These words were all foreign to me—comfort, future, husband. I hung onto the fence even though my arms were getting wobbly.

The guy in the robes said something and they put rings on.

Then he said something else I didn't quite hear. The ones in Armani kissed and walked back toward the house, holding hands and staring at each other. I thought they would trip and fall. The people in the rows were clapping.

Finally, my arms gave out. I dropped to the ground and stayed close to the fence, trying to hear what was going on. I peeked through the fence boards, but there wasn't much to see. The couple was closer now, and they looked even uglier close up. But he just kept kissing her as all the people filed by, shaking their hands and saying congratulations. The girl was crying again, but not in a sad way. I was looking for a bigger knothole to look through so I could figure out why they were acting like that.

"Hey!" yelled a voice behind me.

I turned around and there was Ben, charging out of the back door.

"What are you doing? You want them to see you?"

"I-I-I. I don't know. What should I do?"

"Nothing. You do nothing until I tell you to do something." He turned to the other girls. "You hear that? You break off, you do nothing until I come to get you. You don't know what you're doing yet."

He grabbed me by the arm and we went in the house. There were water bottles set out on the table. I grabbed one and gulped it ravenously.

"You can do that now," Ben said, "but once you start working you'll have to start sipping. No gulping."

I nodded tentatively. I liked that he seemed to know things. It was nice to be told what to do.

"Let's go." He walked down the stairs and I followed him. The basement was a complete studio—cameras, lights, backgrounds, props, even a puppy in a little cage. He was a Jack Russell terrier, hopping and whining to be let out.

Ben stuck a couple fingers in the cage for the dog to lick. "I foster them," he said. "When they get too old to be useful for shoots, I get a new one. Here's the makeup." He pointed to a well-lit vanity.

I sat in the chair and examined the brushes and palettes. They didn't have that foreignness that everything else did—I knew exactly what to do with them. I held up different bottles of foundation until I found one that matched the skin on my inner arm. I spread it onto my face with a wedge-shaped sponge, then followed with blush, dramatic Asian-inspired eyes, and full copper lips. He had an outfit ready for me. I slipped into the two-piece bathing suit and stepped in front of the camera.

"I'm glad you broke off so soon," he said. "It's nice to get a head start on the portfolios. Hell down here when four or five girls are breaking off every day."

Suddenly I was not so interested in what he had to say. I concentrated on my pout and the camera, jumping around and trying different facial expressions.

"It was hell getting in and out of here today, too," he said. "All those people next door."

"I saw them," I said.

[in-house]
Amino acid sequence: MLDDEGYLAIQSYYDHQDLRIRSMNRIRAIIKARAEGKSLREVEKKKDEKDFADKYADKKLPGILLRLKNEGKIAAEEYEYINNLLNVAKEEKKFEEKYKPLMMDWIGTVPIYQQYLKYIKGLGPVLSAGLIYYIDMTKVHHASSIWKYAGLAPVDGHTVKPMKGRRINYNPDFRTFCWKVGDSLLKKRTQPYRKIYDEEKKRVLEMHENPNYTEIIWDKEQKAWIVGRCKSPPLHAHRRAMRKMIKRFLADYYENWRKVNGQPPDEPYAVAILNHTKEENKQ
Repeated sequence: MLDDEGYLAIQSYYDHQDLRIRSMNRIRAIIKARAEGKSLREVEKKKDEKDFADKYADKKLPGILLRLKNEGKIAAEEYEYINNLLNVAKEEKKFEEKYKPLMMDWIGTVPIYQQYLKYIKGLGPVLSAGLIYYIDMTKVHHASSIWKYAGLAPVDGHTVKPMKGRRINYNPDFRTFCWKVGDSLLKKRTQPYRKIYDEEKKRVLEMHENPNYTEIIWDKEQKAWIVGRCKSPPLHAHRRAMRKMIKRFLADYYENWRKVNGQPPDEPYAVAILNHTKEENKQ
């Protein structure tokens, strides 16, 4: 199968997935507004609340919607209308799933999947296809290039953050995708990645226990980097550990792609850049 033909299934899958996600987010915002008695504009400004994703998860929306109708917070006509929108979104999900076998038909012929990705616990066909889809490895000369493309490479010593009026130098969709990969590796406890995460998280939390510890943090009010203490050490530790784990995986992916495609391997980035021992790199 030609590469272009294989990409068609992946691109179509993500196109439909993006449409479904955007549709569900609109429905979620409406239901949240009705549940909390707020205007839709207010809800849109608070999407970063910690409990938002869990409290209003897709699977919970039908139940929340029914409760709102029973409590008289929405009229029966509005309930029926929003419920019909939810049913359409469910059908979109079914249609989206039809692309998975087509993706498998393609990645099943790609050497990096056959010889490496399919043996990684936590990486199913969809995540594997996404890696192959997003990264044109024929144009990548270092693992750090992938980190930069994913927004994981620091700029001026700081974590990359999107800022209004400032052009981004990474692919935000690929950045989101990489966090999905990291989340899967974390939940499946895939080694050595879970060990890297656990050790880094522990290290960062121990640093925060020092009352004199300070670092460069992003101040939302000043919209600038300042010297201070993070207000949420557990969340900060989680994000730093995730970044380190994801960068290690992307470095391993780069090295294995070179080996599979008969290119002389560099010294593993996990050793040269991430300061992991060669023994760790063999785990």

"Stupid," he muttered.

I pouted a little, for real this time.

"I wouldn't have looked if you had told me not to."

"I didn't mean you, I meant—just don't do that anymore, okay? It's usually pretty quiet around here anyway. The neighbors keep to themselves."

I felt questions inside me, but I couldn't get them out.

We had three outfit changes and some modifications to the makeup before we were finished. Then he took me upstairs, to a large tiled room with several showerheads.

"You get the place to yourself tonight," he said. "Beds are through that door. See you in the morning."

I showered and dried myself with one of the fluffy pink towels. The bedroom was very big, filled with rows of plain beds. We don't even get our own rooms! In that way we are not like real models. We don't have personal assistants. At home we are not spoiled or coddled. We're no different than the girls who work at the factory.

Seeing all those beds made me think of what I'd heard earlier: "As long as you are waking beside me, I will always have what I need." I didn't know how waking up beside the other models would give me what I need. Later I learned that the best bed in the house is Ben's, where you can get a very restful night's sleep if the conditions are right.

The next morning Ben came into the room and told me to sit tight. "You started a trend. They're all breaking off now."

I started a trend! I knew those words. I spent the rest of the morning kneeling on the bed closest to the window, watching my fellow models free themselves one by one. There were too many for Ben to do their portfolios right away like he did mine. He sent them up to the bedroom with me. They were all very quiet because he's instructed them not to speak. I wanted to ask them something, but I wasn't sure what.

Finally everyone was upstairs and Ben came in with a clipboard.

"Attention, everyone," he said. "I'm Ben. I'm in charge here. I made you. You're models. You know what that means. You're all set to have pretty good careers if you stay focused. That means you work on perfecting techniques, like posing and walking and doing your own makeup and hair. Spend a lot of time thinking about your outfits. There will be new magazines coming in the mail every day. Look at the pictures! They will tell you what trends are coming and going. That's all you have to do. I deal with designers and magazines. I will get jobs for you as long as you work hard and follow my instructions. You have to look good if you want to generate interest. The first step is the portfolio. We'll shoot one for each of you over the next few days. For now, everyone take a shower and then we'll eat dinner. The showers are through that door." He pointed and all the girls rushed into the shower room.